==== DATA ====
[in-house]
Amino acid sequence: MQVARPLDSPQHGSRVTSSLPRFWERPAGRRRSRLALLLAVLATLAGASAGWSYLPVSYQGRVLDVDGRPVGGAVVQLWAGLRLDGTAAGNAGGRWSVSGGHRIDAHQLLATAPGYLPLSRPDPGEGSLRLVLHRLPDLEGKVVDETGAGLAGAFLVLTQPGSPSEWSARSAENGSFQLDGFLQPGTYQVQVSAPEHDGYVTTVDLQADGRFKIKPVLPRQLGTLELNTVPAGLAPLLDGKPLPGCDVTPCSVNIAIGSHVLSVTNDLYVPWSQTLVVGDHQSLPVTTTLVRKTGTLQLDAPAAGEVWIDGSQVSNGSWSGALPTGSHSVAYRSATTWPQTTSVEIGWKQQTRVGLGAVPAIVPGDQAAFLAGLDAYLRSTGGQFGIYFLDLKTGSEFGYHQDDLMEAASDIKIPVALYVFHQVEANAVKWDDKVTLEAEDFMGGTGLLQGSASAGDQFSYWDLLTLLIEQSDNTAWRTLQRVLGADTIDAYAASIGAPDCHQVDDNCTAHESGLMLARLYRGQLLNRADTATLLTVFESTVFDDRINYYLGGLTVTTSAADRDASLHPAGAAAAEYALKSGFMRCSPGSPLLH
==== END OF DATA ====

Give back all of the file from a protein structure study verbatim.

[in-house]
Amino acid sequence: MQVARPLDSPQHGSRVTSSLPRFWERPAGRRRSRLALLLAVLATLAGASAGWSYLPVSYQGRVLDVDGRPVGGAVVQLWAGLRLDGTAAGNAGGRWSVSGGHRIDAHQLLATAPGYLPLSRPDPGEGSLRLVLHRLPDLEGKVVDETGAGLAGAFLVLTQPGSPSEWSARSAENGSFQLDGFLQPGTYQVQVSAPEHDGYVTTVDLQADGRFKIKPVLPRQLGTLELNTVPAGLAPLLDGKPLPGCDVTPCSVNIAIGSHVLSVTNDLYVPWSQTLVVGDHQSLPVTTTLVRKTGTLQLDAPAAGEVWIDGSQVSNGSWSGALPTGSHSVAYRSATTWPQTTSVEIGWKQQTRVGLGAVPAIVPGDQAAFLAGLDAYLRSTGGQFGIYFLDLKTGSEFGYHQDDLMEAASDIKIPVALYVFHQVEANAVKWDDKVTLEAEDFMGGTGLLQGSASAGDQFSYWDLLTLLIEQSDNTAWRTLQRVLGADTIDAYAASIGAPDCHQVDDNCTAHESGLMLARLYRGQLLNRADTATLLTVFESTVFDDRINYYLGGLTVTTSAADRDASLHPAGAAAAEYALKSGFMRCSPGSPLLH